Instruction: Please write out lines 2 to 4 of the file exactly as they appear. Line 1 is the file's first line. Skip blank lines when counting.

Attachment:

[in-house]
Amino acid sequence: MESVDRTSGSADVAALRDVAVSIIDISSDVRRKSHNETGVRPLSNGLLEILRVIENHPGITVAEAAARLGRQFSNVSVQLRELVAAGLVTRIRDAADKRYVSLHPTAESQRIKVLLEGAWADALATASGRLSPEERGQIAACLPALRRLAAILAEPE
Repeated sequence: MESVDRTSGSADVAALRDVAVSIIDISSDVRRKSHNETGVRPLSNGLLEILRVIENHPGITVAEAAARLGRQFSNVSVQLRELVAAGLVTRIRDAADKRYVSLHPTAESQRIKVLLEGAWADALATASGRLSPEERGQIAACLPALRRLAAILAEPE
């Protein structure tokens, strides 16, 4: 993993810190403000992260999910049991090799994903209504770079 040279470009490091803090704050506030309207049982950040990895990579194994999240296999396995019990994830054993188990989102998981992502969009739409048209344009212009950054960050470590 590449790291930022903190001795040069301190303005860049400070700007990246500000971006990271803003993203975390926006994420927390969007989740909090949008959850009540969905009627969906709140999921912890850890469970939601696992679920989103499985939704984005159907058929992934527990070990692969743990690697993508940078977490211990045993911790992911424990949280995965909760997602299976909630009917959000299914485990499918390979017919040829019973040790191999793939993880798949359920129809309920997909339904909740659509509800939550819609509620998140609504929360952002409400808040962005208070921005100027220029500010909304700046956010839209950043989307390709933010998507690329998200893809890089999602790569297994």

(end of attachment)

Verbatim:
Amino acid sequence: MESVDRTSGSADVAALRDVAVSIIDISSDVRRKSHNETGVRPLSNGLLEILRVIENHPGITVAEAAARLGRQFSNVSVQLRELVAAGLVTRIRDAADKRYVSLHPTAESQRIKVLLEGAWADALATASGRLSPEERGQIAACLPALRRLAAILAEPE
Repeated sequence: MESVDRTSGSADVAALRDVAVSIIDISSDVRRKSHNETGVRPLSNGLLEILRVIENHPGITVAEAAARLGRQFSNVSVQLRELVAAGLVTRIRDAADKRYVSLHPTAESQRIKVLLEGAWADALATASGRLSPEERGQIAACLPALRRLAAILAEPE
């Protein structure tokens, strides 16, 4: 993993810190403000992260999910049991090799994903209504770079 040279470009490091803090704050506030309207049982950040990895990579194994999240296999396995019990994830054993188990989102998981992502969009739409048209344009212009950054960050470590 590449790291930022903190001795040069301190303005860049400070700007990246500000971006990271803003993203975390926006994420927390969007989740909090949008959850009540969905009627969906709140999921912890850890469970939601696992679920989103499985939704984005159907058929992934527990070990692969743990690697993508940078977490211990045993911790992911424990949280995965909760997602299976909630009917959000299914485990499918390979017919040829019973040790191999793939993880798949359920129809309920997909339904909740659509509800939550819609509620998140609504929360952002409400808040962005208070921005100027220029500010909304700046956010839209950043989307390709933010998507690329998200893809890089999602790569297994």